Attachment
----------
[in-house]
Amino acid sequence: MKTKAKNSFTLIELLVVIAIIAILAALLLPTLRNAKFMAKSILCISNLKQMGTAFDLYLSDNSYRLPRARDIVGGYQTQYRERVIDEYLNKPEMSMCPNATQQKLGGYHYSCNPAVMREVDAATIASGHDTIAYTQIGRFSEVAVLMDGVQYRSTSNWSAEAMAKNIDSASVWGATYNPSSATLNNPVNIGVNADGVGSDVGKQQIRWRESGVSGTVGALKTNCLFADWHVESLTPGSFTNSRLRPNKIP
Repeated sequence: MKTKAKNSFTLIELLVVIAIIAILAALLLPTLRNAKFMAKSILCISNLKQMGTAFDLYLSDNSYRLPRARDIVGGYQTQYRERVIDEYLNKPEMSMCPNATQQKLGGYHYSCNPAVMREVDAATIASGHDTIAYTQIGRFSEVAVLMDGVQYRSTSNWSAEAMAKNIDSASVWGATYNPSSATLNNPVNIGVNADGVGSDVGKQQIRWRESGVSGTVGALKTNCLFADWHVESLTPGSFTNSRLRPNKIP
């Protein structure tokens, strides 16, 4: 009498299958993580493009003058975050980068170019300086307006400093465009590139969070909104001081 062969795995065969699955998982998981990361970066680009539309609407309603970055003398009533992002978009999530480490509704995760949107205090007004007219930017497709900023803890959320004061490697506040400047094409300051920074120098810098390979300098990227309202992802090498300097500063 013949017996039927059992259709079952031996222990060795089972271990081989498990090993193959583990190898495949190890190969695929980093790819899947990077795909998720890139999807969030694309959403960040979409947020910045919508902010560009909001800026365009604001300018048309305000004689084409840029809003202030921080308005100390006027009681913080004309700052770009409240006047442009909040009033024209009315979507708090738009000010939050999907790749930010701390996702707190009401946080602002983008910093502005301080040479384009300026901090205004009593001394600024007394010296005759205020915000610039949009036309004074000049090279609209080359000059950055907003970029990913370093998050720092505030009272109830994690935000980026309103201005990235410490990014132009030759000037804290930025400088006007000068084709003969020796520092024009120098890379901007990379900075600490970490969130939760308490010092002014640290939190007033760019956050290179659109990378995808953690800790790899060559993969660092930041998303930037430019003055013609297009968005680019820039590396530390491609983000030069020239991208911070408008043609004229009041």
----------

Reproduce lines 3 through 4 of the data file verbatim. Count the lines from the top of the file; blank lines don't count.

Repeated sequence: MKTKAKNSFTLIELLVVIAIIAILAALLLPTLRNAKFMAKSILCISNLKQMGTAFDLYLSDNSYRLPRARDIVGGYQTQYRERVIDEYLNKPEMSMCPNATQQKLGGYHYSCNPAVMREVDAATIASGHDTIAYTQIGRFSEVAVLMDGVQYRSTSNWSAEAMAKNIDSASVWGATYNPSSATLNNPVNIGVNADGVGSDVGKQQIRWRESGVSGTVGALKTNCLFADWHVESLTPGSFTNSRLRPNKIP
């Protein structure tokens, strides 16, 4: 009498299958993580493009003058975050980068170019300086307006400093465009590139969070909104001081 062969795995065969699955998982998981990361970066680009539309609407309603970055003398009533992002978009999530480490509704995760949107205090007004007219930017497709900023803890959320004061490697506040400047094409300051920074120098810098390979300098990227309202992802090498300097500063 013949017996039927059992259709079952031996222990060795089972271990081989498990090993193959583990190898495949190890190969695929980093790819899947990077795909998720890139999807969030694309959403960040979409947020910045919508902010560009909001800026365009604001300018048309305000004689084409840029809003202030921080308005100390006027009681913080004309700052770009409240006047442009909040009033024209009315979507708090738009000010939050999907790749930010701390996702707190009401946080602002983008910093502005301080040479384009300026901090205004009593001394600024007394010296005759205020915000610039949009036309004074000049090279609209080359000059950055907003970029990913370093998050720092505030009272109830994690935000980026309103201005990235410490990014132009030759000037804290930025400088006007000068084709003969020796520092024009120098890379901007990379900075600490970490969130939760308490010092002014640290939190007033760019956050290179659109990378995808953690800790790899060559993969660092930041998303930037430019003055013609297009968005680019820039590396530390491609983000030069020239991208911070408008043609004229009041």